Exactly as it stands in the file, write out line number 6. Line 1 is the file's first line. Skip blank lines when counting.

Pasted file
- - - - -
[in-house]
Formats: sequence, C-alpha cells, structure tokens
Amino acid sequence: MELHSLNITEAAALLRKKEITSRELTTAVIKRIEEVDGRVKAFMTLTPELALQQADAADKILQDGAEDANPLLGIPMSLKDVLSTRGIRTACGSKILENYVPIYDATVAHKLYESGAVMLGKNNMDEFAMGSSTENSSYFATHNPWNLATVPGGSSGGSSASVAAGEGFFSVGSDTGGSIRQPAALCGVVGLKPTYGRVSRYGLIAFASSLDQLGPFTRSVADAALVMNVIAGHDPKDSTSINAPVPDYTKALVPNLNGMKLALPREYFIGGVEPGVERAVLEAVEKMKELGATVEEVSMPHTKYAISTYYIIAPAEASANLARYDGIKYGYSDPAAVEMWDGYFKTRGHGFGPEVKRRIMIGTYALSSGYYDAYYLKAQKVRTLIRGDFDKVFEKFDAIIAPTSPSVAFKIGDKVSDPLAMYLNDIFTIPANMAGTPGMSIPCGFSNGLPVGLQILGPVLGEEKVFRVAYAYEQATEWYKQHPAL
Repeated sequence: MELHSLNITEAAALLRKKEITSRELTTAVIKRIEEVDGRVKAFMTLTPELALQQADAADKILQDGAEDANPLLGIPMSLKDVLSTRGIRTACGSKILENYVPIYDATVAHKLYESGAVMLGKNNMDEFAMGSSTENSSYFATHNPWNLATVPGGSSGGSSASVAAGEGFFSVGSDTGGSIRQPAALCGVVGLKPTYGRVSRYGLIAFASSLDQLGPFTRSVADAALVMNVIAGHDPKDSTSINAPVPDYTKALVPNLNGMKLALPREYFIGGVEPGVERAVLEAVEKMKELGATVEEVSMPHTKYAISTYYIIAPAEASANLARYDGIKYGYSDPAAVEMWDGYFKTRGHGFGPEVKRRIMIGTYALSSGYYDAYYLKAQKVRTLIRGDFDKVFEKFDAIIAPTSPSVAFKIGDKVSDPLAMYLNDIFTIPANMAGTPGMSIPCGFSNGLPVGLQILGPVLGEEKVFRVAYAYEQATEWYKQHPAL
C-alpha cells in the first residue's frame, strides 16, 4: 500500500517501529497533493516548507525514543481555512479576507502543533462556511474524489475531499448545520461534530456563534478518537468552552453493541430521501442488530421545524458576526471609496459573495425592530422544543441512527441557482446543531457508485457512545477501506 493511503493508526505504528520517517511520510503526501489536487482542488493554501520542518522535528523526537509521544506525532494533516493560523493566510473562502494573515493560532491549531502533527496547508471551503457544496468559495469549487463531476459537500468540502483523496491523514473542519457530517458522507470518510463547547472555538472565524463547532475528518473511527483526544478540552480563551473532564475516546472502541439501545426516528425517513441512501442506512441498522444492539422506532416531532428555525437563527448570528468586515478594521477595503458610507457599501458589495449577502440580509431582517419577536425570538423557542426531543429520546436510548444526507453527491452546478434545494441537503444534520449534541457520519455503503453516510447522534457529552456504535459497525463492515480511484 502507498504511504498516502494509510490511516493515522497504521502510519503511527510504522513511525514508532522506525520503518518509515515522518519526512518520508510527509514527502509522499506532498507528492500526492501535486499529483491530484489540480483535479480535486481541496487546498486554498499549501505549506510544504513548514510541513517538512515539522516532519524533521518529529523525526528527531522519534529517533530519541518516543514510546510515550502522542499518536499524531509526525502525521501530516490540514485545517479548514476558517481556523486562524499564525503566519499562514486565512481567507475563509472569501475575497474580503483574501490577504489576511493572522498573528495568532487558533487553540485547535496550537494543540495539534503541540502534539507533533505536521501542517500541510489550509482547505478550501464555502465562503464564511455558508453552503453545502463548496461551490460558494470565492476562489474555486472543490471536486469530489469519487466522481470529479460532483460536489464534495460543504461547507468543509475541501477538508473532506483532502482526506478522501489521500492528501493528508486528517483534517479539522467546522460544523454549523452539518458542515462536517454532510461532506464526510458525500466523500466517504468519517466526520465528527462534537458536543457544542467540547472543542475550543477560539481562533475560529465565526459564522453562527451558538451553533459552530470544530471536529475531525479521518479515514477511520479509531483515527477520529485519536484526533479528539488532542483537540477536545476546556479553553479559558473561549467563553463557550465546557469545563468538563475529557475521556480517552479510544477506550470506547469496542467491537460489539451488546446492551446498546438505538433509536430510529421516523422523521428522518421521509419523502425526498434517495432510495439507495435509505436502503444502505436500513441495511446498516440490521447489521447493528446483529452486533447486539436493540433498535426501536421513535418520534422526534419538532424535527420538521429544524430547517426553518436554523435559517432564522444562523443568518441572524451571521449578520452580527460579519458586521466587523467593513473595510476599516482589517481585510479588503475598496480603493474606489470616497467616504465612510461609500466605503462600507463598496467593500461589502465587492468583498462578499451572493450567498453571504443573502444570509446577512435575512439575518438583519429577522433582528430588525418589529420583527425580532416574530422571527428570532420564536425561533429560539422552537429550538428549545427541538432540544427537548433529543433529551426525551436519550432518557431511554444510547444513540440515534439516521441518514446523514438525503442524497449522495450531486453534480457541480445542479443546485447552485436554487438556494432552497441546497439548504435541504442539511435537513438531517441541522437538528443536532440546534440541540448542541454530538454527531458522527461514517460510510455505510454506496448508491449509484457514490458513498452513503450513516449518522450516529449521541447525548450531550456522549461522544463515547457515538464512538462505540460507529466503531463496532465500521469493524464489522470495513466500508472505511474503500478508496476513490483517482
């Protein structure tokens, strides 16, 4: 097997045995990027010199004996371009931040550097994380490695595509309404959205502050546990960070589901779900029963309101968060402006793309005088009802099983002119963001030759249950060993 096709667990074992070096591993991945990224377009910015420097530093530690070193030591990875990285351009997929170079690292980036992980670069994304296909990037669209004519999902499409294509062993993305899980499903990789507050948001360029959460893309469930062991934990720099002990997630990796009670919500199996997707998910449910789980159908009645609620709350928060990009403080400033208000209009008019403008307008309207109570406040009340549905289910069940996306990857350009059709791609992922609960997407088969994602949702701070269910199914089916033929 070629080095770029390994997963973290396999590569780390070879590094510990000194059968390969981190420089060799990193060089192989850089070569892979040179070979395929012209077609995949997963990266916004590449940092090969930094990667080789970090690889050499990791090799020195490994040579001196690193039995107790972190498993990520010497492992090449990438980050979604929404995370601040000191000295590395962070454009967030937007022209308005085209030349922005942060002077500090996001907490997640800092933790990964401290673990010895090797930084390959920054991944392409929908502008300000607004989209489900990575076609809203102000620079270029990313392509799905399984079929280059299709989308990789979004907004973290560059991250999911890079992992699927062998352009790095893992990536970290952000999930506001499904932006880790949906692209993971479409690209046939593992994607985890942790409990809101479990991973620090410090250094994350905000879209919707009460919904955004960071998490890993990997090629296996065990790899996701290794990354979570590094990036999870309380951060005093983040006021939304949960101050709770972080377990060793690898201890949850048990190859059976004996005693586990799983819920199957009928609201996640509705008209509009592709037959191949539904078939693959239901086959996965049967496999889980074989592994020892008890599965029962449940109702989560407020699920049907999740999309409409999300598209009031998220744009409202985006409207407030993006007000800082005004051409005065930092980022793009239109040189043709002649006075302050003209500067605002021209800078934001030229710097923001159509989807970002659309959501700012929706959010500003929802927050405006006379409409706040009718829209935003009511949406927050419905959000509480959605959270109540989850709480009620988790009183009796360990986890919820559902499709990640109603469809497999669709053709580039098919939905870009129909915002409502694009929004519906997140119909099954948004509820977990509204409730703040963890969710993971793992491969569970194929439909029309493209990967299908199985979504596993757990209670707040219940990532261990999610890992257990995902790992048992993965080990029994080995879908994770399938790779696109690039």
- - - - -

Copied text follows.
């Protein structure tokens, strides 16, 4: 097997045995990027010199004996371009931040550097994380490695595509309404959205502050546990960070589901779900029963309101968060402006793309005088009802099983002119963001030759249950060993 096709667990074992070096591993991945990224377009910015420097530093530690070193030591990875990285351009997929170079690292980036992980670069994304296909990037669209004519999902499409294509062993993305899980499903990789507050948001360029959460893309469930062991934990720099002990997630990796009670919500199996997707998910449910789980159908009645609620709350928060990009403080400033208000209009008019403008307008309207109570406040009340549905289910069940996306990857350009059709791609992922609960997407088969994602949702701070269910199914089916033929 070629080095770029390994997963973290396999590569780390070879590094510990000194059968390969981190420089060799990193060089192989850089070569892979040179070979395929012209077609995949997963990266916004590449940092090969930094990667080789970090690889050499990791090799020195490994040579001196690193039995107790972190498993990520010497492992090449990438980050979604929404995370601040000191000295590395962070454009967030937007022209308005085209030349922005942060002077500090996001907490997640800092933790990964401290673990010895090797930084390959920054991944392409929908502008300000607004989209489900990575076609809203102000620079270029990313392509799905399984079929280059299709989308990789979004907004973290560059991250999911890079992992699927062998352009790095893992990536970290952000999930506001499904932006880790949906692209993971479409690209046939593992994607985890942790409990809101479990991973620090410090250094994350905000879209919707009460919904955004960071998490890993990997090629296996065990790899996701290794990354979570590094990036999870309380951060005093983040006021939304949960101050709770972080377990060793690898201890949850048990190859059976004996005693586990799983819920199957009928609201996640509705008209509009592709037959191949539904078939693959239901086959996965049967496999889980074989592994020892008890599965029962449940109702989560407020699920049907999740999309409409999300598209009031998220744009409202985006409207407030993006007000800082005004051409005065930092980022793009239109040189043709002649006075302050003209500067605002021209800078934001030229710097923001159509989807970002659309959501700012929706959010500003929802927050405006006379409409706040009718829209935003009511949406927050419905959000509480959605959270109540989850709480009620988790009183009796360990986890919820559902499709990640109603469809497999669709053709580039098919939905870009129909915002409502694009929004519906997140119909099954948004509820977990509204409730703040963890969710993971793992491969569970194929439909029309493209990967299908199985979504596993757990209670707040219940990532261990999610890992257990995902790992048992993965080990029994080995879908994770399938790779696109690039």